Spitz naevus

Spitz naevus is a rare type of mole. It is a non cancerous (benign) type of mole. 

What is a Spitz naevus?

A Spitz naevus is a rare type of mole that might have changes that look worrying but is benign Open a glossary item

Spitz naevus mainly occurs in children and young adults, often before the age of 20. They can develop in older people, but it is less common. 

The mole often looks like a small pink round bump, but sometimes the colour can be reddish brown, dark brown, or black. They can develop anywhere on the skin but are most commonly seen on the face or legs.  

You should see your GP if you notice a change in your skin that isn't normal.

Your GP might arrange for you to see a skin specialist called a dermatologist. Your GP or skin specialist is likely to look at your mole using a dermatoscope. A dermatoscope is a handheld instrument, a bit like a magnifying glass. It can make things bigger (magnify) by up to 10 times.

Looking at a mole with a dermatoscope can help doctors decide if a mole needs to be removed.

Photographs of Dermatoscopes

Causes of Spitz naevus

It is not known why some people get Spitz naevus. More research is needed to understand what causes the development of a Spitz naevus.

Treatment for Spits naevus

Your doctor may monitor the area or recommend you have it removed.


Your specialist might recommend monitoring the lesion over time. How frequently you have this can vary from person to person. But you might see your specialist every 3 to 6 months or it may be longer.

It’s important that you see your GP or specialist urgently if you notice any changes in the mole before your next follow up appointment.

It might help to have a photo of the mole. If you can it's a good idea to put a ruler or tape measure next to the area when you take the photo. This gives you a more accurate idea about its size and can help you tell if it's changing. You can then show these pictures to your doctor.

Removing a Spitz naevus

You might have the area removed. For some people, a Spitz naevi can look so much like melanoma or other type of skin cancer that it can be very difficult even for an expert to tell the difference. It is important for your specialist to confirm what it is.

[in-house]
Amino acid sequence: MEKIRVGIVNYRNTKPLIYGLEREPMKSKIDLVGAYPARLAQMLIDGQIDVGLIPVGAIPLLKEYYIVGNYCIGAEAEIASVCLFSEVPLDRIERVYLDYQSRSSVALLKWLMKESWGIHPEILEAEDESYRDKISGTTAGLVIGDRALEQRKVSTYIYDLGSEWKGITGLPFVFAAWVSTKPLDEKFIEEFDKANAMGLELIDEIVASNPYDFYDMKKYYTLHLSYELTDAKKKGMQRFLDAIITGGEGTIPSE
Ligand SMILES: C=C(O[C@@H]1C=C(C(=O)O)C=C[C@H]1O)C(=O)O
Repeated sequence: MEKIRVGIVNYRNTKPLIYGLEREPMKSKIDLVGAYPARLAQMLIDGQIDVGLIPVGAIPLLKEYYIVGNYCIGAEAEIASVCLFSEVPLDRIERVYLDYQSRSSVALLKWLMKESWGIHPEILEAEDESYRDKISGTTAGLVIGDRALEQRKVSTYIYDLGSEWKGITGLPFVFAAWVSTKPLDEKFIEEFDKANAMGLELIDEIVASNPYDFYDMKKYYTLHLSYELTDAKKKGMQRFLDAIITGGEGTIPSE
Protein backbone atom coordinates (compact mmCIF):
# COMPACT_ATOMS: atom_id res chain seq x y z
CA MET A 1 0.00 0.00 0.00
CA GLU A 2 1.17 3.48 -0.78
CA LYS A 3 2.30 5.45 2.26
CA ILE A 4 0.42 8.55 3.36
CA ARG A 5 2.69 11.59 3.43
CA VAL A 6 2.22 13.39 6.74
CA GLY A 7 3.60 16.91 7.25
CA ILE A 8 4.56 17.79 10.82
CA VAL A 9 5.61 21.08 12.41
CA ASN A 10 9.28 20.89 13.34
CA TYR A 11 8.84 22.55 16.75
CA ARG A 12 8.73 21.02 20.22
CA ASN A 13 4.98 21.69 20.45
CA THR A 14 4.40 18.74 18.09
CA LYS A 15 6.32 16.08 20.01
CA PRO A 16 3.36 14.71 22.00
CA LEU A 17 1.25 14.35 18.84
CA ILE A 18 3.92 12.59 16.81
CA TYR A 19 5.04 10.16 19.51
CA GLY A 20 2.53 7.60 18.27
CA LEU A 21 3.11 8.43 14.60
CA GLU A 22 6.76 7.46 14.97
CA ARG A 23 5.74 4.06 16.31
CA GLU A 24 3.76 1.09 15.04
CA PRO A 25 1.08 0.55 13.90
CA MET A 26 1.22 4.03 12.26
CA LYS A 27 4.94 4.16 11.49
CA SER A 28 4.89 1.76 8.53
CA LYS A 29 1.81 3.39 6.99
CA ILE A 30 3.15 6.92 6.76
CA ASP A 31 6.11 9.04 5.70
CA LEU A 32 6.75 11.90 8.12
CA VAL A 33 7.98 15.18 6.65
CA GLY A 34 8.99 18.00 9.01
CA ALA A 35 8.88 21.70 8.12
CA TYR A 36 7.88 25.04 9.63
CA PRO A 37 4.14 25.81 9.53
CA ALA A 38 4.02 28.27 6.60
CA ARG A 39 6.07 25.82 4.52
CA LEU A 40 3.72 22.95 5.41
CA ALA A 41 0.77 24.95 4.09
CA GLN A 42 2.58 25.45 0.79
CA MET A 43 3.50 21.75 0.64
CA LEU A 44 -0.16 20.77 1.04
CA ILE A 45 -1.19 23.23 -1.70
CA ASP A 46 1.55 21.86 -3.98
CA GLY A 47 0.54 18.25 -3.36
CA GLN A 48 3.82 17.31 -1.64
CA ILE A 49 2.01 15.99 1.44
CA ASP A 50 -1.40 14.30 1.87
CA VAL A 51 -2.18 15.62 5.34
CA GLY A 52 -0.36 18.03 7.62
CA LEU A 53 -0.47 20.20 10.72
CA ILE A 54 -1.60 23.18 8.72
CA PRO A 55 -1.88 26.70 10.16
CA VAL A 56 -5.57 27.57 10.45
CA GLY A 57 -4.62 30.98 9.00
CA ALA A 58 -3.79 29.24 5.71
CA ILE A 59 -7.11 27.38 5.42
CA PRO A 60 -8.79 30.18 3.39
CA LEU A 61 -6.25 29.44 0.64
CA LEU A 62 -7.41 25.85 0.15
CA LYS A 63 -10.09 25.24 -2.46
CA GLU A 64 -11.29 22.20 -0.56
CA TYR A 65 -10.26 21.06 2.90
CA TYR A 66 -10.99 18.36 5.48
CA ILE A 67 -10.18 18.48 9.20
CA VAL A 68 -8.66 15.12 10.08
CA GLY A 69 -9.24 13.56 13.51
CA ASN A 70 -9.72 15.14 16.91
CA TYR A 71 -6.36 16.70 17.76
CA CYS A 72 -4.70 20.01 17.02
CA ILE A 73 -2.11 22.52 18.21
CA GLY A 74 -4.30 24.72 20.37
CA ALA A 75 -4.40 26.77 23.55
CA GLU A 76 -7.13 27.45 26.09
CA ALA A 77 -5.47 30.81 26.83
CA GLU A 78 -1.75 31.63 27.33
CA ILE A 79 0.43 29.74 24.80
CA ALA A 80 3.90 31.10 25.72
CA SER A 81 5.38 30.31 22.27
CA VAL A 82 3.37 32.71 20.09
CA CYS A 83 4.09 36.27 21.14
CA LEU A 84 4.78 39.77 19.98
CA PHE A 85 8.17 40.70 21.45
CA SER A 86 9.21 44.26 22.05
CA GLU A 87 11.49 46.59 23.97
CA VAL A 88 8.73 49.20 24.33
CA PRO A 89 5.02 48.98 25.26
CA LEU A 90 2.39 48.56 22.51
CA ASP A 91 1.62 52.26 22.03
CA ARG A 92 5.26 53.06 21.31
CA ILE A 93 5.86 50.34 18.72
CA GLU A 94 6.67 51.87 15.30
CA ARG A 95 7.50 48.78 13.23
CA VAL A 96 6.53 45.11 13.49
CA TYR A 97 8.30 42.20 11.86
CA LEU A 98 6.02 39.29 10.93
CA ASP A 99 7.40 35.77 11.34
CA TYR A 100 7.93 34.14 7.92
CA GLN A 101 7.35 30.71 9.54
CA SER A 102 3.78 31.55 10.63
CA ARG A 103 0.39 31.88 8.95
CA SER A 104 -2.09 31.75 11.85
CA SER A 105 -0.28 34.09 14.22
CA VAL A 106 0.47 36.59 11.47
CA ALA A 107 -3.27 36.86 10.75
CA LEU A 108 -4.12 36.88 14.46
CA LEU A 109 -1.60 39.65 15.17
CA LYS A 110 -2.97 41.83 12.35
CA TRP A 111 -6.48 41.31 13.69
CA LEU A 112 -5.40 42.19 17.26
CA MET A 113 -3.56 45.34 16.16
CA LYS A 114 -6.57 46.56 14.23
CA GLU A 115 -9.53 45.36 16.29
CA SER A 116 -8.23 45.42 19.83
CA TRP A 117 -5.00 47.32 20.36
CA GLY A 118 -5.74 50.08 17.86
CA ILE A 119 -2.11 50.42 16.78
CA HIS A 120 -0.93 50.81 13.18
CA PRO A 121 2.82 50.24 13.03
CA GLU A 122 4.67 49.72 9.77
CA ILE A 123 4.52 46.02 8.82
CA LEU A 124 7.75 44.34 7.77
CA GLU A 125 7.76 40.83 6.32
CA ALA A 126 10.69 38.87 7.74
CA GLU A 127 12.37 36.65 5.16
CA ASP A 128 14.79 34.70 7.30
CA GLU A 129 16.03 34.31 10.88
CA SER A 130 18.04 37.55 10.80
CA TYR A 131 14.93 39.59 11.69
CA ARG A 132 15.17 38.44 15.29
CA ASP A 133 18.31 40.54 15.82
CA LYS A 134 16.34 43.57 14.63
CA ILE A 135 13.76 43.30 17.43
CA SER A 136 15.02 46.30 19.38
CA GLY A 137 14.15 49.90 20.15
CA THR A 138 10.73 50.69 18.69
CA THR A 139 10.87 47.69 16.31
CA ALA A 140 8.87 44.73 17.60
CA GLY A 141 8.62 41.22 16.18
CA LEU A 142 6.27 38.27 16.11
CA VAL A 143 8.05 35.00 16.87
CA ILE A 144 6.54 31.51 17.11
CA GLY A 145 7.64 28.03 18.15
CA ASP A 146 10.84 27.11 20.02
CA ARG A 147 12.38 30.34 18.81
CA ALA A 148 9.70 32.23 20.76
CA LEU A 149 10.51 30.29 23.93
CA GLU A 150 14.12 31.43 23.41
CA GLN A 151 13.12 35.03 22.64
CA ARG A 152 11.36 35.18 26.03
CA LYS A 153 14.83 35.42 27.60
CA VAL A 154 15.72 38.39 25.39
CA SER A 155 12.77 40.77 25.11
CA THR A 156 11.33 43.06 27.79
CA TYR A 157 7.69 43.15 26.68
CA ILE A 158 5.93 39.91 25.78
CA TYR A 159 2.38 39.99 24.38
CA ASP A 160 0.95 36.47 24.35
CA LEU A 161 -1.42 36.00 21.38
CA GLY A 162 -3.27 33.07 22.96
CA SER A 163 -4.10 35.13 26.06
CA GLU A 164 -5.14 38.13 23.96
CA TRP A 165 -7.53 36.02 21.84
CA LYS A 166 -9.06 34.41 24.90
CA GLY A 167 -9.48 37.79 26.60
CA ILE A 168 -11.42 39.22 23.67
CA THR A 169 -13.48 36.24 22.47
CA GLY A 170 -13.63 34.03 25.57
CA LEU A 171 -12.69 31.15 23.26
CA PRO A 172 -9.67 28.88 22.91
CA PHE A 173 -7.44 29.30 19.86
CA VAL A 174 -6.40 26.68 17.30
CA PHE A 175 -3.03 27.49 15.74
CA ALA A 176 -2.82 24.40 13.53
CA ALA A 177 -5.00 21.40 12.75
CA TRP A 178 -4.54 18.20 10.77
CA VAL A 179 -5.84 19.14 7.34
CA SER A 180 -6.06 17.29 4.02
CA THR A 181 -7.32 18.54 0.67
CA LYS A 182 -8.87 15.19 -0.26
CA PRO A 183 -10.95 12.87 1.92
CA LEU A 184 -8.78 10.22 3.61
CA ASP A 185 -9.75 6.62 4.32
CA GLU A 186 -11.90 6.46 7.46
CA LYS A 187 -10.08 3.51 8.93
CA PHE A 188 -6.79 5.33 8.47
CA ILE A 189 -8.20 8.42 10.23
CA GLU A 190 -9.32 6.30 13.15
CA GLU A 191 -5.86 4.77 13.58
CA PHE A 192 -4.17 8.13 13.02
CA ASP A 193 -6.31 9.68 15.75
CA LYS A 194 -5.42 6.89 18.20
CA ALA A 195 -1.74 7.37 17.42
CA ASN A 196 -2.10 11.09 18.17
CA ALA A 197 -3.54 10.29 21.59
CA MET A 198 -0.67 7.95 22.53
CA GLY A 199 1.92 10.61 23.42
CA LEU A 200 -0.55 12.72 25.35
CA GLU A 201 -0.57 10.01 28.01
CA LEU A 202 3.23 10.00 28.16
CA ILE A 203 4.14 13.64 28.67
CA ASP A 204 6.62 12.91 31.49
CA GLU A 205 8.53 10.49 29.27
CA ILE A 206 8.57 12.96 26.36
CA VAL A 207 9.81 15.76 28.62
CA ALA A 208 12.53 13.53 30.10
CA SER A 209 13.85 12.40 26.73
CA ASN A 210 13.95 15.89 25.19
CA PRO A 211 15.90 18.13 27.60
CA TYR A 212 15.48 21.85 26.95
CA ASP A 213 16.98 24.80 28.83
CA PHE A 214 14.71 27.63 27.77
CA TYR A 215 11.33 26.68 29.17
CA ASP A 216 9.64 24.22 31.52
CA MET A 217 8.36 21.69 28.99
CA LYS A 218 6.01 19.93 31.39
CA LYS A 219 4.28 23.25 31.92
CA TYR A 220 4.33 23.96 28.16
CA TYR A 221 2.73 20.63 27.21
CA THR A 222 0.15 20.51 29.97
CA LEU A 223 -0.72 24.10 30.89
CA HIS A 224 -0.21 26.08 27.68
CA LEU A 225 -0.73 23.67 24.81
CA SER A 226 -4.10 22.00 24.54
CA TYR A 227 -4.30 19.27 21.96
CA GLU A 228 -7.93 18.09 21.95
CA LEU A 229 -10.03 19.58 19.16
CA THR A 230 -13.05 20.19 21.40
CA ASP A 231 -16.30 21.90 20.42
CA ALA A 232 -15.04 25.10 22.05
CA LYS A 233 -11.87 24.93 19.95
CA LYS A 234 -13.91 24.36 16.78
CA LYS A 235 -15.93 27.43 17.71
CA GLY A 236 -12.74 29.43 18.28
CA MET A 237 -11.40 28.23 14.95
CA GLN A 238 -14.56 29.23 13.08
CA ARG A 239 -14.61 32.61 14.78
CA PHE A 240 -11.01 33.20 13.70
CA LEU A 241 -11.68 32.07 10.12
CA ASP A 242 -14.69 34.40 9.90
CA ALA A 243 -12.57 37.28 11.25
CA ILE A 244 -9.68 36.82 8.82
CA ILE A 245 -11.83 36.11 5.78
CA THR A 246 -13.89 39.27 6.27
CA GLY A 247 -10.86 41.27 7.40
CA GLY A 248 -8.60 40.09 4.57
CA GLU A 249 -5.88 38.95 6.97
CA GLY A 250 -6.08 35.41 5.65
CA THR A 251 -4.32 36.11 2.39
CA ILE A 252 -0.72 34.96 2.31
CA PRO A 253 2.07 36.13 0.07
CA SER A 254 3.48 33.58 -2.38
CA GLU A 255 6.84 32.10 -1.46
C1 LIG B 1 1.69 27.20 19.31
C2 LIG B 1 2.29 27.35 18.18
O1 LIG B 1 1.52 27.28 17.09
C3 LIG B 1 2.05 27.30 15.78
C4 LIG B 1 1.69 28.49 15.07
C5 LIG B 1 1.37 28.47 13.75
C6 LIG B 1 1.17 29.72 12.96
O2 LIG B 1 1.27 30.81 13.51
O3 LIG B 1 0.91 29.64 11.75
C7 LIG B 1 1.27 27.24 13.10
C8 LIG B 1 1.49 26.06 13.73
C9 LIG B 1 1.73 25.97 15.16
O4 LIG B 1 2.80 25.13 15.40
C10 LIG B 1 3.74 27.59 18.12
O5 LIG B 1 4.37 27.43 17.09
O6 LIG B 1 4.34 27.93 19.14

Because of this, doctors often remove a Spitz naevus together with a border of healthy tissue around it. The aim is to ensure the removal of the whole of the lesion for examination by a pathologist Open a glossary item.

Risk factors for melanoma

We can’t say what your individual risk of getting a melanoma or another suspicious mole is likely to be. Certain people are more at risk of developing melanoma. 

These are people who:

  • are fair skinned and blue eyed
  • have lots of freckles
  • have lots of moles (more than 100)
  • tend to burn easily in the sun
  • have a family history of melanoma

Speak to your GP if you have any concerns about your risk of developing melanoma.

Staying safe in the sun

The advice for everyone, children and adults, is to cover up and stay in the shade. If you must go into the sun, wear a sunscreen factor of at least SPF15 and a high star rating of 4 or 5 stars. It’s also important that you put enough on. Most of us don’t wear enough sunscreen to give the full protection claimed by the manufacturers.

Use sunscreen generously, reapply regularly and use it together with shade and clothing.

  • Spitz nevus and atypical Spitz tumors

    UpToDate, Accessed October 2023 

  • Melanoma: Assessment and Management

    National Institute for Health and Care Excellence (NICE), 2015. Last updated: 27 July 2022. 

  • Spitz naevus (including pigmented spindle cell naevus of Reed)

    J Bowling

    Primary Care Dermatology Society, last updated, 2021. Accessed October 2023 

  • Meta-analysis of risk factors for cutaneous melanoma: I. Common and atypical naevi

    S Gandini and others

    European Journal of Cancer, 2005. Volume 41

  • Long-term outcome of Spitz-type melanocytic tumors.

    A Sepehr and others

    Archives of Dermatological Research, 2011. Volume 147, Issue 10, Pages 1173-1179

  • Management of Flat Pigmented Spitz and Reed Nevi in Children

    A Lallas and others

    JAMA Dermatolgy,2018. Volume 154, Issue 11, Pages 1353–1354.

Last reviewed: 
17 Oct 2023
Next review due: 
17 Oct 2026

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